With the virtually limitless canvas of imagination of Greek mythology to draw upon, Clash Of The Titans could have been a modern action masterpiece but sadly, it’s less of a clash and more of a whimper.
Demigod Perseus, ignorant of his deific heritage, has been raised as a fisherman. But when men declare war on the gods, his family is inadvertently killed by their vengeance. Taking refuge in the nearby town of Argos, he volunteers for a mission to stop Hades who has spelt out an ultimatum: either sacrifice their princess Andromeda before the coming eclipse or have their entire city razed by the gargantuan Kraken.
He saddles up and heads out on a mission to stop the lord of the Underworld with a band of warriors that includes the gruff Draco (Mads Mikkelsen – this time with both of his eyes intact), young Eusebios (Nicholas Hoult) and the beautiful demigoddess Io (Gemma Arteton), cursed with eternal youth, who acts as Perseus’s guide.
They’ll have to contend with the blind but monstrous Stygian Witches, a bevy of giant scorpions, Acrisius, a former king turned monster out for revenge, and of course the snake-headed Gorgon, Medusa.
As touted as the effects are, they’re actually rather underwhelming. The giant scorpion battles, while taking up the whole screen and dripping more gunge for blood than a whole series of Run The Risk, are for the most part unimpressive.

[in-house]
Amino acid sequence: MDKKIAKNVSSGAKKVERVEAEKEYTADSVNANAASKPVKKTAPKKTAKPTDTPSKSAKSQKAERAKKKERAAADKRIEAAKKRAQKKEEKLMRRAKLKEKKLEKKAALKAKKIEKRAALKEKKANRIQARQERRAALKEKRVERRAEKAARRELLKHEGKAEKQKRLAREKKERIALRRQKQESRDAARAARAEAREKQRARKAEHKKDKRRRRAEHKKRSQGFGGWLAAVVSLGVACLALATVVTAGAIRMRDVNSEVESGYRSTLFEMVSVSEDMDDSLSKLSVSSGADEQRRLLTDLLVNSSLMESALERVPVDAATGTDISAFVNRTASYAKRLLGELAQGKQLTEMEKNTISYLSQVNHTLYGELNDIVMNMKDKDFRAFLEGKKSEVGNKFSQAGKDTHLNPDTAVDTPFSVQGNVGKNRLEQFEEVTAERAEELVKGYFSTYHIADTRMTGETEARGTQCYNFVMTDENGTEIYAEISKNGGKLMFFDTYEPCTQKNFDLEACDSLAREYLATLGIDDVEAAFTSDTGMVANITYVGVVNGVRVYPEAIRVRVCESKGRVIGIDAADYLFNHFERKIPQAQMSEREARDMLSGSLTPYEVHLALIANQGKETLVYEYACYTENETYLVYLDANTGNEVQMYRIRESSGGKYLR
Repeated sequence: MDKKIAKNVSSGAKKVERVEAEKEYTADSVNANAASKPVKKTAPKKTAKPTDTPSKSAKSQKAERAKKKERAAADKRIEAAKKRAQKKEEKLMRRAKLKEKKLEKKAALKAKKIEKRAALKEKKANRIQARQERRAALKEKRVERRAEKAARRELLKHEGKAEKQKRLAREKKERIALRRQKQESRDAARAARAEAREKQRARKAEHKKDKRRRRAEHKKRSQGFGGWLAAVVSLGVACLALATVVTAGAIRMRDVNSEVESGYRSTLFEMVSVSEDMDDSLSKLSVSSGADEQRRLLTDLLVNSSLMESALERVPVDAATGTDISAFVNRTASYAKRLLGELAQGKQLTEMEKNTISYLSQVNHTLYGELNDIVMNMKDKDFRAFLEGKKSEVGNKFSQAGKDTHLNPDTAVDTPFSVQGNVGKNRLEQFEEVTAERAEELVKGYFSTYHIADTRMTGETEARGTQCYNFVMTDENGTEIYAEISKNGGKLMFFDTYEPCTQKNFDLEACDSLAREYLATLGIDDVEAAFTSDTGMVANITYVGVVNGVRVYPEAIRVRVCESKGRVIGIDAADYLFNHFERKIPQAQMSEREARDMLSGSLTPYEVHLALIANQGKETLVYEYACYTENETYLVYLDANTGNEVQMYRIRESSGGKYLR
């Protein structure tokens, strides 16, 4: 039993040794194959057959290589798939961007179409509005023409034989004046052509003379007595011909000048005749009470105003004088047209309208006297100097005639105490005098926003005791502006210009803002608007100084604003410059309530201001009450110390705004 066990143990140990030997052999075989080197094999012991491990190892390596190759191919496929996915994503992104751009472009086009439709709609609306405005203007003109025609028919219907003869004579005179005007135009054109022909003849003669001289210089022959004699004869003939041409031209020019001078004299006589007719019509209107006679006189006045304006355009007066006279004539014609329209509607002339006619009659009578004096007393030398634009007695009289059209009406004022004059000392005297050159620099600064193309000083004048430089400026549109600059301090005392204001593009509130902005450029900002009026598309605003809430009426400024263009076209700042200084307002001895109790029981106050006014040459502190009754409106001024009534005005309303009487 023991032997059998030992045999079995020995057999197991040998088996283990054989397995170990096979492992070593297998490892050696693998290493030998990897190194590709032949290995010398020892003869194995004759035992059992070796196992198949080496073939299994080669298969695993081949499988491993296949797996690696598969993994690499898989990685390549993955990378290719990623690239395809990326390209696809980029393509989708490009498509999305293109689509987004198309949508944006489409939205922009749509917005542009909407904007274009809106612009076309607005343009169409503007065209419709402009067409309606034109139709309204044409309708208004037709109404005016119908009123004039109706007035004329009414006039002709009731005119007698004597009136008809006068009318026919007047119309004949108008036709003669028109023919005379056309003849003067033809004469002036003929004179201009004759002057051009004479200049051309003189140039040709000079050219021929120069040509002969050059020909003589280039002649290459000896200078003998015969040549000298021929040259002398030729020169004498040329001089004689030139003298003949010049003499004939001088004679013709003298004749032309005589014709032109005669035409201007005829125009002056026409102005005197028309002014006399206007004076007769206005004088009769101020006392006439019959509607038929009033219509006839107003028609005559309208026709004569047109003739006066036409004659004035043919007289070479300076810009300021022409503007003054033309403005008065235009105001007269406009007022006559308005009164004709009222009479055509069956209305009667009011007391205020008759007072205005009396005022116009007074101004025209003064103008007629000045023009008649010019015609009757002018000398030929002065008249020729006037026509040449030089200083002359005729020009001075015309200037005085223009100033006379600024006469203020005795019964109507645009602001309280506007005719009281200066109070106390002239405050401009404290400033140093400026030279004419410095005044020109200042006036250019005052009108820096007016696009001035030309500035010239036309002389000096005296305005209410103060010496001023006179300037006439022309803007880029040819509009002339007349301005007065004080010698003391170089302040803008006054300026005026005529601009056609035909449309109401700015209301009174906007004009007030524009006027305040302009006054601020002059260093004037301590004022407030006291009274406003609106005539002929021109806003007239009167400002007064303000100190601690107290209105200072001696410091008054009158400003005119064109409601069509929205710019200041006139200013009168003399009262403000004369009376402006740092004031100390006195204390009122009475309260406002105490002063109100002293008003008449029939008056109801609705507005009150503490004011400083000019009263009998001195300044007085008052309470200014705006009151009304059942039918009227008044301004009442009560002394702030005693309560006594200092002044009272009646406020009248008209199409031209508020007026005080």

It also suffers badly from a case of the 3D re-edit blues; actors are surrounded by a visible haze which is constantly distracting – hardly the crisp new wave of three-dimensionality we’ve come to expect for the modern age.
The plot itself is utterly ridiculous – the group move from one location to another without any real reason, new characters appear and are dismissed with not so much as a wink and a last-minute romance with Io is artificial and forced.
Sam Worthington seems to be specialising in playing characters that fall arse over backwards into overnight success (see Avatar) – one day, he just wakes up and he’s a hero. Consequently, Perseus never appears to have any depth, and therefore you never care what happens to him – Worthington’s wooden performance adds nothing to an already underdeveloped character.
There’s a saving grace in Ralph Fiennes, whose diabolic portrayal of Hades is wonderful to see – hamming it up whilst appearing and disappearing in clouds of billowing black smoke, he’s easily the most enjoyable thing to watch.
Clash Of The Titans quickly lapses into typical Hollywood action bombast: characters which soliloquise to the camera to reveal the plot, action sequences which aren’t very exciting and 3D re-editing that is misplaced and unnecessary.
As such feels like another throwaway piece of cinema tosh – the only thing titanic about it is the budget and the fact that it spends most of its two hour duration steadily sinking.